Tonight I was up in Sheffield at the Lescar for The Little Last Laugh. Whilst not as busy as usual (possibly due to the heat and the local students having gone home), it was still standing room only. In contrast to my last few visits there was no Big Shaun compering, which was a shame as I was looking forwards to seeing how he was coming on.
I’d only seen Pritchard once before and that was in Edinburgh, where she was a panellist on Paul Savage’s Hell to Play, where owing to a solid format and strong regular cast, she hadn’t really had much to do. However, seeing her name on the bill was a bonus, as there are some acts that you hear good things of, but who seldom seem to cross your path.
Pritchard announced at the top of the show that she was feeling unwell, but with any luck her having a good gig will have helped her recovery. She had a cracking gig and I doubt that if she hadn’t mentioned it that anyone would have guessed that she was under the weather. Pritchard received consistent laughs throughout her set and her timing on the topper to having gone vegan and noticing she was feeling better was superb. The pause was just long enough to get the most from that.
Pritchard spoke about growing up in Anglesey, her father, weekend gigs, after gig meals and about waxing (70’s theme was a clever line). However, the vast bulk of her material was sexually explicit in nature. This wasn’t done in a salacious way, but more in a matter of fact way and somehow this made it feel less relentless than what it would have done coming from a less skilled act. The tale of Siri, her and her boyfriend actually came off as pretty heart warming. Kiri discovered another Welsh speaker amongst the audience and I was surprised by this as the odds of that can’t have been very high. The line about audience intelligence and Blackpool was good, but this could have been improved if she had tied it to a local shit town, such as Doncaster, but that’s a minor point.
This was a very enjoyable set that everyone got behind and it was a shame that Pritchard wasn’t on longer.
Kai Humphries – Team Smug (Edinburgh Preview)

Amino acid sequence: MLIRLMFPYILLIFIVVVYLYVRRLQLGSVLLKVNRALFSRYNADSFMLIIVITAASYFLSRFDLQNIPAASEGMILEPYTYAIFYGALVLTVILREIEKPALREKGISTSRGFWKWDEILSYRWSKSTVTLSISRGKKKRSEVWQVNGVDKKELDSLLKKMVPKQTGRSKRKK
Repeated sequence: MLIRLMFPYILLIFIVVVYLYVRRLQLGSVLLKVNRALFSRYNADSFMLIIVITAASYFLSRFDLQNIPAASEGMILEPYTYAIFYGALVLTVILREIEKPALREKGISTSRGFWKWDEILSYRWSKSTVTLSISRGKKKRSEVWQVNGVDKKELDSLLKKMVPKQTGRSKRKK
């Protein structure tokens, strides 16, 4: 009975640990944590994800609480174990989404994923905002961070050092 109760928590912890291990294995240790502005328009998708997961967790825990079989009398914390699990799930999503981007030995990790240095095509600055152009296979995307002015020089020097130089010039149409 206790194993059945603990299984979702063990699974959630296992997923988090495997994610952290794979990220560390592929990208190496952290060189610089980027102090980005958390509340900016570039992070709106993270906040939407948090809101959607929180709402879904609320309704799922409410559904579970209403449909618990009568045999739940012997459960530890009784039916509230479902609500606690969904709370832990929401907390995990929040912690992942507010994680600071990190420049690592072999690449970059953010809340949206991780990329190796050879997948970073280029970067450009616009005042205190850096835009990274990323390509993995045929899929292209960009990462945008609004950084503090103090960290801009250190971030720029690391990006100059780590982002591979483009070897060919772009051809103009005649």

Following the intermission it was time for Kai Humphries’ Edinburgh Preview, entitled Team Smug. I’d not seen Humphries before, but I’d heard a fair bit about a lot of good work he does for disadvantaged people with his Punch-Drunk Comedy promotions. Owing to a lack of stage time, partly caused by world cup disruption, this was more of a work in progress than a full preview, which was fair enough.
Humphries opened with some light hearted comments about last night’s semi final loss to Croatia and these were well judged as it would have felt odd if no one had mentioned that match and because he didn’t dwell on it, he also kept the mood upbeat. This led smoothly into his material on having moved to London, which was a fun routine (minutes was a great line) and then from here we were into what I expected to be the meat of Humphries’ show: his upcoming marriage.
In some ways this was an unusual performance, because on the one hand, you could probably count the number of swear words on that one hand, but on the other, a fair bit of the material was cock related. It’s impossible, though, to feel offended by anything that Humphries says because he looks so cheerful on stage. He has a very pleasant grin and is so bright and buoyant delivering his material that even the line about the sock felt exuberant.
There were some cracking routines in this show. Men and Motors was very relatable to anyone of a certain age (and from his description it was rendered easily accessible to those under 30) and the channel change was a brilliant line. The levitating teacher was a superbly vivid scenario. The difference between how someone is described in life and in death has a heck of a lot of mileage in it – this could possibly even be fleshed out into a longer routine with some tangible celebrity versions for people to get their teeth into before he moved onto his Granddad. Similarly the inclusion of Mrs Brown’s Boys in the dvd wallet could be added to, as that seemed to slip out almost under a few people’s radar – it certainly deserved more than it received. The routine about Andy was also very strong.
I liked the tale involving Berocca, but having never touched the stuff, I got the context from the joke. I may or may not be in a minority on this, but perhaps beetroot might be a more accessible alternative? There were a few moments during some of the set ups where the energy dipped a bit, but if these were tightened up so as to be a touch less wordy then I think the energy levels would be maintained.
This was a buoyant performance that felt refreshingly cheerful and upbeat. I think once it is finished Humphries will have a funny and amiable show on his hands that brightens people’s lives up for an hour.